Imagine if I were to use that same slogan to defend the insatiable consumption of the world’s resources – how would the Green Movement respond? Imagine if I used it to justify some act of cruelty against an animal – how would animal rights activists respond?  Imagine if I used it to justify appalling discrimination against a disabled person or a person of colour or of a different sexual orientation – and, rightly, the protests would not be far behind.

Recall the 1948 condemnation of “barbarous acts which have outraged the conscience of mankind.”

Before anyone justifies an abortion they should be required to gaze into the diaphanous, translucent beauty of the womb and in awe contemplate the extraordinary humanity of these tiny new members of the human race; then watch, with the full force of Irish and British law, the pain and suffering we permit.

Embrace the supreme human rights issue!

I have two other points to make.

One concerns the impact that legalising abortion has had on society. The other concerns where industrialised abortion leads.

Malcolm Muggeridge once said that it had only taken a generation for “a crime against humanity to be regarded as an act of medical compassion”.

Abortion dramatically changes the nature of medicine, with the discarding of the injunction of the ancient Hippocratic Oath to do no harm. It compromises medics and penalises those who refuse to collaborate. Think of the two Scottish midwives who lost their jobs after refusing to be complicit in abortion. It changes the relationships between parents – and no doubt suits those men who find it convenient to push a woman into the hands of the abortionist. And it robs us of children whose gifts are sorely needed at a time when the decline in the birth rate is becoming a ticking time bomb in our lives. It makes us a crueller and less compassionate society: a child becomes a threat rather than a blessing.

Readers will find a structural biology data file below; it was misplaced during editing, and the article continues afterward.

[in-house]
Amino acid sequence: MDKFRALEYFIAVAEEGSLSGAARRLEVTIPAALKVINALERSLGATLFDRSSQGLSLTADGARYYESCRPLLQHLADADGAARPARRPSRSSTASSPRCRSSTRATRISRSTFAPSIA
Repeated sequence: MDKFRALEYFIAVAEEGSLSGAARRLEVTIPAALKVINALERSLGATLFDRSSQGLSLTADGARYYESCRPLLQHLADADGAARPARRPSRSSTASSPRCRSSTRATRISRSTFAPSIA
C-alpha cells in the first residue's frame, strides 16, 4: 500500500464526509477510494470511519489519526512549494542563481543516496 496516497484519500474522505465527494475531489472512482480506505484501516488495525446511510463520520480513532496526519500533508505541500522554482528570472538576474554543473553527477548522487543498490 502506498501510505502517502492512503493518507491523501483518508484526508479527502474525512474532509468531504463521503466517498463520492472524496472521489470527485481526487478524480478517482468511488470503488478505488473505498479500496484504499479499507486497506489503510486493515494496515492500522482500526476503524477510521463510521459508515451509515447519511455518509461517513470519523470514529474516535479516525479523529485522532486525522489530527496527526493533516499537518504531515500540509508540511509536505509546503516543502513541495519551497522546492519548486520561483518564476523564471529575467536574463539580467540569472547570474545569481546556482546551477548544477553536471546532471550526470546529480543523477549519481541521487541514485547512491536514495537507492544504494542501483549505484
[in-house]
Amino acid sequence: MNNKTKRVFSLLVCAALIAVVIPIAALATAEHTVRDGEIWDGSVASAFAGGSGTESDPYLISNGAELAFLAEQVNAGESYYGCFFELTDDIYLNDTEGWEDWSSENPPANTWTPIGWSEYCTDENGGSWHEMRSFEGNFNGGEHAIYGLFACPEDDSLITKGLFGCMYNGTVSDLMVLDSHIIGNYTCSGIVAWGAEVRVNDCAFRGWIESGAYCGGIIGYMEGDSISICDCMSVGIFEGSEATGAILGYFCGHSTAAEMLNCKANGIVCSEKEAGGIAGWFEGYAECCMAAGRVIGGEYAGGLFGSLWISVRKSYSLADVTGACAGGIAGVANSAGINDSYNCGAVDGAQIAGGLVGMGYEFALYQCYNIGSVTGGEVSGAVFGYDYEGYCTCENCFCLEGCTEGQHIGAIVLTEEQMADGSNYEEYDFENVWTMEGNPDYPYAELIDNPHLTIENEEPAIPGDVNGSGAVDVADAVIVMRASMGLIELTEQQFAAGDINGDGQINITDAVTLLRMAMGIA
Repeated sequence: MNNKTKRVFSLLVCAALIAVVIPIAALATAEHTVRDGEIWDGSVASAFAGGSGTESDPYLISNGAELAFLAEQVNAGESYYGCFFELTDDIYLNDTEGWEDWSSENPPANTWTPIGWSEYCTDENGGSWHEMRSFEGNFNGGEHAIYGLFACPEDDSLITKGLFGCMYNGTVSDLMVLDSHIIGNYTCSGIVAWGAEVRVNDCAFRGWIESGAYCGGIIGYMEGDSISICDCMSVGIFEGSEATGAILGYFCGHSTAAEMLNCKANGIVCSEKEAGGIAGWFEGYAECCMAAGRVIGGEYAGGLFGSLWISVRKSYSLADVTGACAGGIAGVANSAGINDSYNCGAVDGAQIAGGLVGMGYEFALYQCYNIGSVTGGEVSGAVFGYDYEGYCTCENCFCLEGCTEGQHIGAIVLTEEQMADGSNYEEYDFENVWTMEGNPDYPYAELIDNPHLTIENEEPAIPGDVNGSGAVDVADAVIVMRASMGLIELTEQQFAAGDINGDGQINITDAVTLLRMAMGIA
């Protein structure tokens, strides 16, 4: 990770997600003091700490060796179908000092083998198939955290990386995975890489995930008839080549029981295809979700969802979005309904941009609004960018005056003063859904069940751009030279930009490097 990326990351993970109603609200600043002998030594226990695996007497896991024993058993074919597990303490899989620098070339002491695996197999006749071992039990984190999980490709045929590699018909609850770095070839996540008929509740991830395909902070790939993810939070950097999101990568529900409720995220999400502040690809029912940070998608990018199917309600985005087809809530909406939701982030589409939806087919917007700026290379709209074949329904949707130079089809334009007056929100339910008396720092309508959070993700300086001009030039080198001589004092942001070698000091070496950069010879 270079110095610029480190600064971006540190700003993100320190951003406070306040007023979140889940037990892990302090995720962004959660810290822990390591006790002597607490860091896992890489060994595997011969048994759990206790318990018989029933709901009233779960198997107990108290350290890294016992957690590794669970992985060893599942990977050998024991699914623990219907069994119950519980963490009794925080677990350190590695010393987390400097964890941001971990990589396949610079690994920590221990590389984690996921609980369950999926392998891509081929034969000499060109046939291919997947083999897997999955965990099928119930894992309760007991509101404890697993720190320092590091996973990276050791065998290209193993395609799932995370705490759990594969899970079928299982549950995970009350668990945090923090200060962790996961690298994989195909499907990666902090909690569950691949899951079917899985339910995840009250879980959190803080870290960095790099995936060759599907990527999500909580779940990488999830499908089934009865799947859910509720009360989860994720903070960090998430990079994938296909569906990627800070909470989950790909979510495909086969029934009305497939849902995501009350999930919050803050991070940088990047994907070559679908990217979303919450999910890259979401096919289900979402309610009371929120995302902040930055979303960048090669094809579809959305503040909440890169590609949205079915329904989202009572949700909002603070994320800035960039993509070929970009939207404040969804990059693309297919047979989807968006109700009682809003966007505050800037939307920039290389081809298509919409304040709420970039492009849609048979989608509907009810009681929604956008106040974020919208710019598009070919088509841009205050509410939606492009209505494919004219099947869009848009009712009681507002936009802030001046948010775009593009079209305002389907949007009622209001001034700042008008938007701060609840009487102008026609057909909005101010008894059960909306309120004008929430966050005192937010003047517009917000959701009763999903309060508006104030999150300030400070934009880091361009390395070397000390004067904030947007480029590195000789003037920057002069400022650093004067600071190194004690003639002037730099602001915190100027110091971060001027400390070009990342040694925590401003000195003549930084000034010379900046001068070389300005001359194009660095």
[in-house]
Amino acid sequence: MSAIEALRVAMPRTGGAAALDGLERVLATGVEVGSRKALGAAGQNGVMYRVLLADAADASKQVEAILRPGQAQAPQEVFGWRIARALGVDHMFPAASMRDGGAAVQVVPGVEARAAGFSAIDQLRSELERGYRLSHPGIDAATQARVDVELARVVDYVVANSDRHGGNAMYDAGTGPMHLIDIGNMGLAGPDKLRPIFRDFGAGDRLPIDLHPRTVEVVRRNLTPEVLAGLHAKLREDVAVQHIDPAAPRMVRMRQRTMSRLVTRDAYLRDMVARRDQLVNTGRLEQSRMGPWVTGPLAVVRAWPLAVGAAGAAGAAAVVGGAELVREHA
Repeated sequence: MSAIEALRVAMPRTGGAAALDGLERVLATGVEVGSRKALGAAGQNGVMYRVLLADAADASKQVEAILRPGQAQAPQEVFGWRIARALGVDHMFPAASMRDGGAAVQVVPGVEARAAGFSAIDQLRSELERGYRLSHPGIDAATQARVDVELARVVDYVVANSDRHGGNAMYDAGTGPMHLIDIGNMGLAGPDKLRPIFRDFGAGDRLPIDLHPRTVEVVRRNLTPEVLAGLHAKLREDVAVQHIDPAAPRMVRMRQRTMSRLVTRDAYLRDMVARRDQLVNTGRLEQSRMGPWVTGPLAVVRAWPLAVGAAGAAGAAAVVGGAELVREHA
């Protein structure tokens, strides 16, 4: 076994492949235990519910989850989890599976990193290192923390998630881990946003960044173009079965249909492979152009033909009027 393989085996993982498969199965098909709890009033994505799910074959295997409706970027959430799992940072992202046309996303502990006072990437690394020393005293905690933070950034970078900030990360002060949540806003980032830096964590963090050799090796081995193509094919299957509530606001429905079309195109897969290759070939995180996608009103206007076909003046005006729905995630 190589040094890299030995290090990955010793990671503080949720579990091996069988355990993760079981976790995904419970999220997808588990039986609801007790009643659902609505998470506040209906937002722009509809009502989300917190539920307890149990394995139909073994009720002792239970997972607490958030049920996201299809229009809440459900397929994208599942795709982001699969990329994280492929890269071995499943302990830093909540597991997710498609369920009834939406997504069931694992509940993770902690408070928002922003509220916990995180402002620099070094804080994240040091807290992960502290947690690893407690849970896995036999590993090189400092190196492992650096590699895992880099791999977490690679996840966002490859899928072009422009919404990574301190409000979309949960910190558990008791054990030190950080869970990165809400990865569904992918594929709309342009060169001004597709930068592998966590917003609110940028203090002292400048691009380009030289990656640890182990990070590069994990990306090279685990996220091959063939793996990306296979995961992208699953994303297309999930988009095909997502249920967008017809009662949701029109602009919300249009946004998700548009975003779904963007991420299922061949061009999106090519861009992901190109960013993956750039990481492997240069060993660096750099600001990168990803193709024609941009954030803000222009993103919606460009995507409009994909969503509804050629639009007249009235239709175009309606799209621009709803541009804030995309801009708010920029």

Abortion revolves around ideology and money. We have created a system which generates millions of pounds for individual abortionists and their clinics where, in a monumental conflict of interest, we allow them also to act as the counsellors and referral agents.

My other point concerns the elastic law of endless extension: what happens once you discard the belief that the right to life is the foundational right?

In Ireland abortions have been nearly 30,000 abortions since the law was changed – one abortion for every seven babies born – and we know that a government review is riddled with calls for even more extreme provisions, effectively calls for full decriminalisation throughout the nine months of pregnancy. In 1967 Britain was told that abortion would only be used in extreme circumstances. It was a lie then, and it is a lie now. In the UK one in four pregnancies now ends in abortion: 200,000 every year. There have now been 10 million abortions – one every 2.5 minutes. Some, in the case of disability, have been right up to and even during birth. As many as 90 per cent of Down Syndrome babies are now aborted. And it has also led to sex selective abortions – where little girls have been targeted in acts of gendercide.

The UK exported this under the label of reproductive rights. The result? In Communist China, through programmes funded in part by the UK, there are now 30 million more men than women because of gender abortions. And it will lose between 600 and 700 million people by the end of the century, half of its current population – with significant geopolitical implications. But at its heart is the belief that children are a problem rather than a blessing. Where were the political activists when we were campaigning against the CCP’s one child policy? The political parties – all of them – were aiding and abetting it.

Gage Skidmore from Peoria, AZ, United States of America, CC BY-SA 2.0, via Wikimedia Commons

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Author: Lord Alton of Liverpool

Published: 19th October 2023

Posted in:

© Catholic Social Thought 2020